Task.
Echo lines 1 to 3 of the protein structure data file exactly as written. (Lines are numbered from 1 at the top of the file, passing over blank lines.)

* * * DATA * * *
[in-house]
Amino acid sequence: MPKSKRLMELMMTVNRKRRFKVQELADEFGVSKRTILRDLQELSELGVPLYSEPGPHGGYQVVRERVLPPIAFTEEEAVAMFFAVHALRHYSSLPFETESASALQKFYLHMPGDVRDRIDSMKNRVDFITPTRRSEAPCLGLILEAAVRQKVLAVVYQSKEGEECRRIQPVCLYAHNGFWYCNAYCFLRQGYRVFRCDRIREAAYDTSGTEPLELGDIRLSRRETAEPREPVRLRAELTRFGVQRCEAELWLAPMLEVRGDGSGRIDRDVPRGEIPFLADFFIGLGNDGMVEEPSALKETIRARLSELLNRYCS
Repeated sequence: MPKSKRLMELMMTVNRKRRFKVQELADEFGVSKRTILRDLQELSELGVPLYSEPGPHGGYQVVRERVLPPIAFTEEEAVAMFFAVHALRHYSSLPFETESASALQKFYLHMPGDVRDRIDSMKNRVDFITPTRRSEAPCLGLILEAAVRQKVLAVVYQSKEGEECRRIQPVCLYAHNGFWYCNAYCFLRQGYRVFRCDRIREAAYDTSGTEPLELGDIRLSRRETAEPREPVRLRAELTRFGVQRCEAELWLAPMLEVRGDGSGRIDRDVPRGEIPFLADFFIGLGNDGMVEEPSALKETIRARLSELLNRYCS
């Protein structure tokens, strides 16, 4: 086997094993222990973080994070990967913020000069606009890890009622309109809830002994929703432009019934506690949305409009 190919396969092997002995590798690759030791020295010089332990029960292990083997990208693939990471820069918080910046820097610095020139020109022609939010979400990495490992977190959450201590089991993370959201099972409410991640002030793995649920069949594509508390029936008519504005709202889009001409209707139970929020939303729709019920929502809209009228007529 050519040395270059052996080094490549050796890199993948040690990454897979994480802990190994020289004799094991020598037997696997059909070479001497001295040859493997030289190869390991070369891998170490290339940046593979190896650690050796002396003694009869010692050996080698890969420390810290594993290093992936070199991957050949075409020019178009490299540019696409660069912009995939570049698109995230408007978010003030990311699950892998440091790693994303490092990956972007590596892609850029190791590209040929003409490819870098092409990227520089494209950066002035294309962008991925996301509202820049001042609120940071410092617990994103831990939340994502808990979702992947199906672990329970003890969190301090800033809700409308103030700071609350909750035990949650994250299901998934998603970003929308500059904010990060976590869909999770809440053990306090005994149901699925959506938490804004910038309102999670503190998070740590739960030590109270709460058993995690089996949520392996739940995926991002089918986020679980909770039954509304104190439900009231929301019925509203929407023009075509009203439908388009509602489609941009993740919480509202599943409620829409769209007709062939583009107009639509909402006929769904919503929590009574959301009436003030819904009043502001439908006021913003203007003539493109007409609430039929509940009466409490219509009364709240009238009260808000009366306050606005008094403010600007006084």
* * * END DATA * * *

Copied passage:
[in-house]
Amino acid sequence: MPKSKRLMELMMTVNRKRRFKVQELADEFGVSKRTILRDLQELSELGVPLYSEPGPHGGYQVVRERVLPPIAFTEEEAVAMFFAVHALRHYSSLPFETESASALQKFYLHMPGDVRDRIDSMKNRVDFITPTRRSEAPCLGLILEAAVRQKVLAVVYQSKEGEECRRIQPVCLYAHNGFWYCNAYCFLRQGYRVFRCDRIREAAYDTSGTEPLELGDIRLSRRETAEPREPVRLRAELTRFGVQRCEAELWLAPMLEVRGDGSGRIDRDVPRGEIPFLADFFIGLGNDGMVEEPSALKETIRARLSELLNRYCS
Repeated sequence: MPKSKRLMELMMTVNRKRRFKVQELADEFGVSKRTILRDLQELSELGVPLYSEPGPHGGYQVVRERVLPPIAFTEEEAVAMFFAVHALRHYSSLPFETESASALQKFYLHMPGDVRDRIDSMKNRVDFITPTRRSEAPCLGLILEAAVRQKVLAVVYQSKEGEECRRIQPVCLYAHNGFWYCNAYCFLRQGYRVFRCDRIREAAYDTSGTEPLELGDIRLSRRETAEPREPVRLRAELTRFGVQRCEAELWLAPMLEVRGDGSGRIDRDVPRGEIPFLADFFIGLGNDGMVEEPSALKETIRARLSELLNRYCS